19. There is a 20% difference between the number of Higher National students enrolled with alternative providers and the number registered with Edexcel, the qualification awarding body. The Department was not able to explain the difference although it told us it was pursuing the matter with Edexcel.[42] However neither Edexcel nor the Department knew for how long the 20% gap had existed. The Department told us that it would be introducing a measure to prevent unregistered students from receiving student support but that this would not be in place until January 2015.[43] The Department had not carried out any investigation to reconcile the difference in the data, or to confirm the absence of fraud in the system.[44]

27   Department for Business, Innovation & Skills, Higher Education: Students at the Heart of the System, white paper, Cm 8122, June 2011; Q240 Back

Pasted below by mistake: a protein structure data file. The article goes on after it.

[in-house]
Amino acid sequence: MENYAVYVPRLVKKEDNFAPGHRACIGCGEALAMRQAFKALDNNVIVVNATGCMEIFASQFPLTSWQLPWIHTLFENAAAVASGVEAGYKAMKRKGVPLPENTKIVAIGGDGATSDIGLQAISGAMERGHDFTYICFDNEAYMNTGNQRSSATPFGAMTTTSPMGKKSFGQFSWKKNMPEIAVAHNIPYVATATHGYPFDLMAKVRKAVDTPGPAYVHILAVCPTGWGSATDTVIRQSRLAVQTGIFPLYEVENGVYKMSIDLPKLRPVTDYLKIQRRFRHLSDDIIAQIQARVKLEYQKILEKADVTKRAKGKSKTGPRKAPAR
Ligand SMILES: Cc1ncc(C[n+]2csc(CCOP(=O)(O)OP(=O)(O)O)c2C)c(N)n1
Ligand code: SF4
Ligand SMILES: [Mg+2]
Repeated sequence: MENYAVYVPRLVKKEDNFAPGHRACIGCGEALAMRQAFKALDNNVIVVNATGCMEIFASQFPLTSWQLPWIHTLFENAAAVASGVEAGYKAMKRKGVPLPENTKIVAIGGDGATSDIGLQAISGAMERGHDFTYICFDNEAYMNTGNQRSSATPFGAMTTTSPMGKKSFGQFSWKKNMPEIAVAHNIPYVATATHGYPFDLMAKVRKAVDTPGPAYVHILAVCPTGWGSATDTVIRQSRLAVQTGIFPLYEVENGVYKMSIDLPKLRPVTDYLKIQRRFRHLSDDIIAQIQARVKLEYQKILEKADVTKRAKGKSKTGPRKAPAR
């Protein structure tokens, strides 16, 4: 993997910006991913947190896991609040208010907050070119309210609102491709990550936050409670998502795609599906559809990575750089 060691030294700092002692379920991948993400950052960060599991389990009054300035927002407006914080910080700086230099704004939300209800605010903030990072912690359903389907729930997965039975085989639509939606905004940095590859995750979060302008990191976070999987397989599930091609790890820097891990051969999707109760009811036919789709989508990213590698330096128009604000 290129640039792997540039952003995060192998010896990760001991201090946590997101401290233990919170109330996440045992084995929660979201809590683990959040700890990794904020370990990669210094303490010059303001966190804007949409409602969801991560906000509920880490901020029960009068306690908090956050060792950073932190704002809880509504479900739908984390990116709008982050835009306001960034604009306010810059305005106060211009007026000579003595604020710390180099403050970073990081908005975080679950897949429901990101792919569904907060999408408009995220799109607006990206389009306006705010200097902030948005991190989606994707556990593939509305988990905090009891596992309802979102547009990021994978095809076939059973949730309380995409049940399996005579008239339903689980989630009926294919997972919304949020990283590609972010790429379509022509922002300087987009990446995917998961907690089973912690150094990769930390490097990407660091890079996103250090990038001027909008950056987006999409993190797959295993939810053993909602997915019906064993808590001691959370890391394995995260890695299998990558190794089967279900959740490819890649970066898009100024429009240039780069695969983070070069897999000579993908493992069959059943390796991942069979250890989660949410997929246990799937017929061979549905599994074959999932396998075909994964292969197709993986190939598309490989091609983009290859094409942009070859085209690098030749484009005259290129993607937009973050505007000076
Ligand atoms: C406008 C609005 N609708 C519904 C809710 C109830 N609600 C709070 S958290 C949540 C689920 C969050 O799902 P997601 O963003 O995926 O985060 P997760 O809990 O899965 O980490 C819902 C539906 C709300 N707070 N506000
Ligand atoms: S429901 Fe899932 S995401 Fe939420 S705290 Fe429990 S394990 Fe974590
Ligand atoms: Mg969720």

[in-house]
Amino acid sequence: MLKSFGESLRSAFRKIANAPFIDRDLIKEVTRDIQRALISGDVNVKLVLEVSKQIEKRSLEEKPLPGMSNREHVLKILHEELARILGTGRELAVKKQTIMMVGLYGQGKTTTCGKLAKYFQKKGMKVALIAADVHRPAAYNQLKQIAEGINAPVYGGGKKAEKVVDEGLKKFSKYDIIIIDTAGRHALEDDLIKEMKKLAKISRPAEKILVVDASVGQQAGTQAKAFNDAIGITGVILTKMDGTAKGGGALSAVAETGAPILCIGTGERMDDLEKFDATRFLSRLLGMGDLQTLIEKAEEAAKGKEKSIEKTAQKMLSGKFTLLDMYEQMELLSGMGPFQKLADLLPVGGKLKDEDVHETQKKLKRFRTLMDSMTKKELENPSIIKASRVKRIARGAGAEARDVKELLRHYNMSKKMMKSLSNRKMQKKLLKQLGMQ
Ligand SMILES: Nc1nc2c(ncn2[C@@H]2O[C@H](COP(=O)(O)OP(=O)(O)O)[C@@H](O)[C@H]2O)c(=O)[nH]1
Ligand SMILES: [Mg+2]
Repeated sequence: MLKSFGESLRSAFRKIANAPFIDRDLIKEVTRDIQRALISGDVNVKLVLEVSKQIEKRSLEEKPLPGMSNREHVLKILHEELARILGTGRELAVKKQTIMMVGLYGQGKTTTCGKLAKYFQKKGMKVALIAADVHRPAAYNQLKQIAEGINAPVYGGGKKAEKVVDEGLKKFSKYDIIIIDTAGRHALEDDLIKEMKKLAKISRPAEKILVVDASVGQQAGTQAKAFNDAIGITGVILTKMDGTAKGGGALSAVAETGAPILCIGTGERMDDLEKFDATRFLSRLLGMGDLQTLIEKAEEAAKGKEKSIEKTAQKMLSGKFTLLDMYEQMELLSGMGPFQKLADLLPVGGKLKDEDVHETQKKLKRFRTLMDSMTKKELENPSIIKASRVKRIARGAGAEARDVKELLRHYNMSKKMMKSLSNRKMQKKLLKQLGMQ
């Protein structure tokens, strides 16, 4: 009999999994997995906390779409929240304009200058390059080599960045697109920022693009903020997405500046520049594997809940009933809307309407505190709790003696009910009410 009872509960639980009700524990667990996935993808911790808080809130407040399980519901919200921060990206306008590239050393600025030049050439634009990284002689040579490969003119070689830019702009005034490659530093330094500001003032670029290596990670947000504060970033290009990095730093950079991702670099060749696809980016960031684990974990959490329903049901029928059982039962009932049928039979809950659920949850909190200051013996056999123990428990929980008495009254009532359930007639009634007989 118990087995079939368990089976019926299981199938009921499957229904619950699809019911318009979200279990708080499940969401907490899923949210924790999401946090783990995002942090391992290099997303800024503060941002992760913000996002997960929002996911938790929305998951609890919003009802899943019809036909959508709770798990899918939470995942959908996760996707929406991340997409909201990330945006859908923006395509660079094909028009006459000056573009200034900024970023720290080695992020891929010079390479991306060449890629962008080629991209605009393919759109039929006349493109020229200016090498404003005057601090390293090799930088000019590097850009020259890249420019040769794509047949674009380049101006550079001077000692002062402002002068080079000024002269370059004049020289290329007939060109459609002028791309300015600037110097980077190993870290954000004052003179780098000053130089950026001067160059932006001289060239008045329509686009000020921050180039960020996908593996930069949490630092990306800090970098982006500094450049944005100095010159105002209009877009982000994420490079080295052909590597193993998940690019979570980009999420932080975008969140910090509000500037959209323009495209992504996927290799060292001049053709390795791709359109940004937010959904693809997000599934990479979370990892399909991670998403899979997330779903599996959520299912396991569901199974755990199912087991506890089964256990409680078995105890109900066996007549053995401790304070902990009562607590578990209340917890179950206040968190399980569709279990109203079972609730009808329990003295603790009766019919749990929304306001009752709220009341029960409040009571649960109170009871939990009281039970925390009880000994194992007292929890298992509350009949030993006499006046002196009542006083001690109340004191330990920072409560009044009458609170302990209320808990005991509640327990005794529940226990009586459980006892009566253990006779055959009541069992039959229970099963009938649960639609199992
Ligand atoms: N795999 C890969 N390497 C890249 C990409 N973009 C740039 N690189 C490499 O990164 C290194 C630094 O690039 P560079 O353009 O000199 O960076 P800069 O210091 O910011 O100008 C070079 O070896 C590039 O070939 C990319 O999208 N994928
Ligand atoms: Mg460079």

28   Q 240 Back

29   C&AG's report Figure 7, Figure 8 Back

30   Qq 1-4, 238-246 Back

31   Qq 248; C&AG's report Figure 2 Back

32   Qq 6-19, 248-253 Back

33   Q 80; C&AG's report para 2.2 Back

34   Qq 78, 80 Back

35   Qq 80, 133-155 Back

36   Qq 86-98, Q128 Back

37   Qq 133-138 Back

38   Qq 248-253 Back

39   Q 72; C&AG's report para 3.4, Figures 7 and 9 Back

40   Qq 71, 237-238, 248; C&AG's report paras 3.8-3.9 Back

41   Qq 72-73, 186-187, 248-249; C&AG's report para 3.10 Back

42   Q 20; C&AG's report para 3.13 Back

43   Qq 25-30, 35, 42-45 Back

44   Qq 38, 48-61 Back

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Prepared 24 February 2015